Sit on Command

Dog Sits on Command

This should be one of the easiest dog commands to teach, as it's something that all dogs do naturally.

Show your dog a small, bite-sized treat, holding it just a little in front of her eyes, slightly over his head.

Say “Sit” as you bring your hand above your dog’s eyes, just a little way above her head. When your dog looks up at the treat, she should naturally sit.

Experiment until you get your hand in just the right place. If it's too high, your dog will jump up and if it’s too low, she won’t sit.

When your dog sits, give her the treat and praise her enthusiastically. Tell her what a good doggy she is. Don't pet your dog at the same time as this will encourage her to stand up.

If your dog doesn’t respond on her own, say “Sit” again and tuck her into a sit with one hand behind her knees and the other on her chest. Give her the treat after a short pause.

Repeat this a few times a day and over a few days. She will quickly learn to sit on command.

If necessary, encourage the movement by slipping a couple of fingers under your dog's collar and pulling up while telling her to sit. Reward when she does.

When your dog demonstrates that she has mastered sitting on command, start rewarding her only sometimes. A random reward is the most powerful reinforcement. It’s based on a type of optimism that makes your dog try harder to please.

Now you have another way to discourage jumping up. Immediately tell her to sit. When she does, praise and pet her. This will change your dog’s greeting behavior from trying to jump on you to sitting to be petted instead.

Stay on Command

Teach Your Dog to Stay

"Stay" is an essential command that all dogs should learn. Almost as important as coming when called, the stay command can prevent your dog from getting involved in dangerous situations such as crossing a busy road to get to you.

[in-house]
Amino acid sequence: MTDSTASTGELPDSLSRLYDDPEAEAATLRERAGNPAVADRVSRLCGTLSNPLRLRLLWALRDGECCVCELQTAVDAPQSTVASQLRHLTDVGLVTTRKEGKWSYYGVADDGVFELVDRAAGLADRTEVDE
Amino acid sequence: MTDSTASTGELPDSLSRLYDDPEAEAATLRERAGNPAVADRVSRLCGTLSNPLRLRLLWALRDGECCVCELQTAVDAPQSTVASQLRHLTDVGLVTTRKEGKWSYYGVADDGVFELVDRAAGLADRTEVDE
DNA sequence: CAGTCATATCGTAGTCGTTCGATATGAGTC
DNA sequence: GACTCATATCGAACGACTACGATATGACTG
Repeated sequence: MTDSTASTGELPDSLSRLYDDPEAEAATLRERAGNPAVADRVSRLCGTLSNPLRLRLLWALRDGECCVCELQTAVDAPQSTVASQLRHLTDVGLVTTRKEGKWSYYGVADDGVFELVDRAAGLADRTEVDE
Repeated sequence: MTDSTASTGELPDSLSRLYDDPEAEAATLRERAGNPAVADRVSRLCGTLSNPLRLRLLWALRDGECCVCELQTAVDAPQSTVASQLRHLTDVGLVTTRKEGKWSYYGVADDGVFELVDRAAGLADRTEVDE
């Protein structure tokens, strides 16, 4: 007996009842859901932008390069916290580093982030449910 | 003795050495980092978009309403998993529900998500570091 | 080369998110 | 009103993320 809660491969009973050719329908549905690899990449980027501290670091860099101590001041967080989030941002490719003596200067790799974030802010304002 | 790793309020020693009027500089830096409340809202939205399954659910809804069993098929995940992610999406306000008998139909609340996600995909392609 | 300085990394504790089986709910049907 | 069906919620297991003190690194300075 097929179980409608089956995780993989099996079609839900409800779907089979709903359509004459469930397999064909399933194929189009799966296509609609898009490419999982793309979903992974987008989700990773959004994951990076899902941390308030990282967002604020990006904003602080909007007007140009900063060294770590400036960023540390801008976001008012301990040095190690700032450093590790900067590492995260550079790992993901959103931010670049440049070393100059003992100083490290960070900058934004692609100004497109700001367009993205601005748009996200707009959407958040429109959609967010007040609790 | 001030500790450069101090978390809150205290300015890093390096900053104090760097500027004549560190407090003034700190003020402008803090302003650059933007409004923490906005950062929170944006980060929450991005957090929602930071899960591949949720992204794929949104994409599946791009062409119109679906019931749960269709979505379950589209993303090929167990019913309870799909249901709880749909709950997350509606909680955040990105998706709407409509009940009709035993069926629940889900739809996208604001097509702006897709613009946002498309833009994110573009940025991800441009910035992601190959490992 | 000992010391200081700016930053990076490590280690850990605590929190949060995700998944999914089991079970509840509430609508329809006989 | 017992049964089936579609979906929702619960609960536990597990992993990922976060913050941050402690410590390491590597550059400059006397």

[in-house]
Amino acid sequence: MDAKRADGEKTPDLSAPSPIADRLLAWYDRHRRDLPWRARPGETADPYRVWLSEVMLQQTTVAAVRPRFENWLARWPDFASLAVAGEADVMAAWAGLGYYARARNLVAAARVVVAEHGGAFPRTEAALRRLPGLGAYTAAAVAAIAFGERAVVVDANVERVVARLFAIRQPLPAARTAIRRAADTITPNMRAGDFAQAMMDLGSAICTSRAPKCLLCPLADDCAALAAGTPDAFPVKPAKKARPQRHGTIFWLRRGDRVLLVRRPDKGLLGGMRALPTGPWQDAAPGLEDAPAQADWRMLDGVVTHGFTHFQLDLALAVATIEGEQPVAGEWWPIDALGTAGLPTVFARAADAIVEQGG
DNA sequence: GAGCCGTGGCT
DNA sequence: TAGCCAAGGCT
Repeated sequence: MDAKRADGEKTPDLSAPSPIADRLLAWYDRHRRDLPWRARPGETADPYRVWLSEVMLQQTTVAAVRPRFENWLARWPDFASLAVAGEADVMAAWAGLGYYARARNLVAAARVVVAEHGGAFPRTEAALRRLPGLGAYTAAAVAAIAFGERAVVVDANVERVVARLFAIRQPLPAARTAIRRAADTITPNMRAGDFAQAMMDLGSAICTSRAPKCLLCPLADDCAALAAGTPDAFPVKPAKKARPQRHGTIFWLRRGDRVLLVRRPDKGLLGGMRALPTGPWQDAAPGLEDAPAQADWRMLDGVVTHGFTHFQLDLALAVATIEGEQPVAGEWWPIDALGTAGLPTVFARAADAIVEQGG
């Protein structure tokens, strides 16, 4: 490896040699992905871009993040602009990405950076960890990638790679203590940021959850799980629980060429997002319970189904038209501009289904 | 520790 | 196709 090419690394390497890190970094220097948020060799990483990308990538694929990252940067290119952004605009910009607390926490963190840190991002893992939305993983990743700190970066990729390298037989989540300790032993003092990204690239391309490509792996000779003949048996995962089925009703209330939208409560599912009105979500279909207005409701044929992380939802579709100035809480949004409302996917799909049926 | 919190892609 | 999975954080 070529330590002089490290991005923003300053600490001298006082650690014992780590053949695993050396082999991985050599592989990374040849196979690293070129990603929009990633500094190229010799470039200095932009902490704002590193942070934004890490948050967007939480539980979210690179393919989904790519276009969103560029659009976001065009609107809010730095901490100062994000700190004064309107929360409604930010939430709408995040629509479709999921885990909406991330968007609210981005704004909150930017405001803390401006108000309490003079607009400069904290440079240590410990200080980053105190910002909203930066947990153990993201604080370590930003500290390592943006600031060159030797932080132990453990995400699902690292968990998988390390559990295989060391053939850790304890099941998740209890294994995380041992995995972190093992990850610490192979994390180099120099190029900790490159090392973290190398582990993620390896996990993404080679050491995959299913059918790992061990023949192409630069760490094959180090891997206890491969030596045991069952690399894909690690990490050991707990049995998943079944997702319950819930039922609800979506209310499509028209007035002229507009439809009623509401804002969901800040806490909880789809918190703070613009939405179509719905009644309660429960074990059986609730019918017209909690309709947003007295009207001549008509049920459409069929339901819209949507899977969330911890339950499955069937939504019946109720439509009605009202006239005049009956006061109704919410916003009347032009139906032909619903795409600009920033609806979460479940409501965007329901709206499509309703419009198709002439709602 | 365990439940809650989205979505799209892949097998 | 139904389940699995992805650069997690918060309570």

It will also allow you to keep your dog still and calm while you are busy doing other things such as entertaining guests. Sit and stay (and the two go together naturally) also allow you to keep your dog calm and focused when in busy public spaces.

You need to understand that this command goes against you dog's basic instinct to accompany you. You'll need to practice it consistently with your dog and should be accomplished in five- to 10-minute training increments, two to three times per day. A successful “stay” occurs when your dog does not move at all from the original position. When training, start with one to two second periods of staying and work your way up to several minutes.

Before you begin, you'll want a dog collar, extra-long leash (15 to 30 feet if possible), and training treats that your dog loves. Your dog needs to have already been trained to sit on command. Place the collar and extra-long leash on your dog. Eventually, you won't need the leash for the stay command, but it's helpful in the beginning.

Tell your dog to sit. Say “stay” in a firm, clear voice while holding one hand up, palm out (as if to motion "stop"). If your dog does not move, give your pup a treat and praise. Release your dog from the command by saying “OK” and encouraging the dog to move. Instruct your dog to sit again and praise it when she or he complies. Say "stay" again with the hand motion while taking a step or two back. If the dog stays, walk toward it slowly. You may need to keep your hand signal in play. If the pup still stays, give it a treat and praise. If it moves, start over from the beginning.

Repeat this process a few times, gradually taking more steps back and increasing the time period between “stay” and “OK.” Once your dog can stay for 30 seconds or more at the end of the long leash, gradually begin to add distractions, change locations of the training, increase distance, and try leaving your dog's line of sight during the stay.

Do this training in an area without distractions. A common mistake is to assume your dog knows the command after a few training sessions and trust them to always follow it. Use caution with a newly trained dog. Keep it on the leash and don't lead the dog into a dangerous situation by relying on its ability to stay, especially in a place with a lot of temptations.


In the next article, I'm going to review non-shedding dog breeds that are ideal for people with allergies and then in the one after that, I'll cover the remaining three training commands.

See also ​Puppy Training Advice​​​

Phil Lancaster